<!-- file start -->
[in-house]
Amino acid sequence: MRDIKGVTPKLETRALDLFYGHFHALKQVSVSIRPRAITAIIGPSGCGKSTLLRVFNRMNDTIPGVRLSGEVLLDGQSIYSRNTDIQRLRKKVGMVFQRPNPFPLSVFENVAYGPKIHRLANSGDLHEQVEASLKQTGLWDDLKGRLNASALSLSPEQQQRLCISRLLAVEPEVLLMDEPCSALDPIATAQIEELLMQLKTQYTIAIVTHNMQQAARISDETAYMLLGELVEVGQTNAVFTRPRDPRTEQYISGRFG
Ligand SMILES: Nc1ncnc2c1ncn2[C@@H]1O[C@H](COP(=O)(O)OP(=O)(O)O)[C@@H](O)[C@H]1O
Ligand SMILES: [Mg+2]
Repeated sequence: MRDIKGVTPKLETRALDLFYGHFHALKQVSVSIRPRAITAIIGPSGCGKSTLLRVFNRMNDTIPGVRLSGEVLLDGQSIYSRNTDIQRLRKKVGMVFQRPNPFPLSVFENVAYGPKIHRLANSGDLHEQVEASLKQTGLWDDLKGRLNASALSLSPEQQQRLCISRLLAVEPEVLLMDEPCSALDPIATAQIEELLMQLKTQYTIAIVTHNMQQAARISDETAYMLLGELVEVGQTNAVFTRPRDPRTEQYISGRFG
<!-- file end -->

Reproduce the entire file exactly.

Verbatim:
[in-house]
Amino acid sequence: MRDIKGVTPKLETRALDLFYGHFHALKQVSVSIRPRAITAIIGPSGCGKSTLLRVFNRMNDTIPGVRLSGEVLLDGQSIYSRNTDIQRLRKKVGMVFQRPNPFPLSVFENVAYGPKIHRLANSGDLHEQVEASLKQTGLWDDLKGRLNASALSLSPEQQQRLCISRLLAVEPEVLLMDEPCSALDPIATAQIEELLMQLKTQYTIAIVTHNMQQAARISDETAYMLLGELVEVGQTNAVFTRPRDPRTEQYISGRFG
Ligand SMILES: Nc1ncnc2c1ncn2[C@@H]1O[C@H](COP(=O)(O)OP(=O)(O)O)[C@@H](O)[C@H]1O
Ligand SMILES: [Mg+2]
Repeated sequence: MRDIKGVTPKLETRALDLFYGHFHALKQVSVSIRPRAITAIIGPSGCGKSTLLRVFNRMNDTIPGVRLSGEVLLDGQSIYSRNTDIQRLRKKVGMVFQRPNPFPLSVFENVAYGPKIHRLANSGDLHEQVEASLKQTGLWDDLKGRLNASALSLSPEQQQRLCISRLLAVEPEVLLMDEPCSALDPIATAQIEELLMQLKTQYTIAIVTHNMQQAARISDETAYMLLGELVEVGQTNAVFTRPRDPRTEQYISGRFG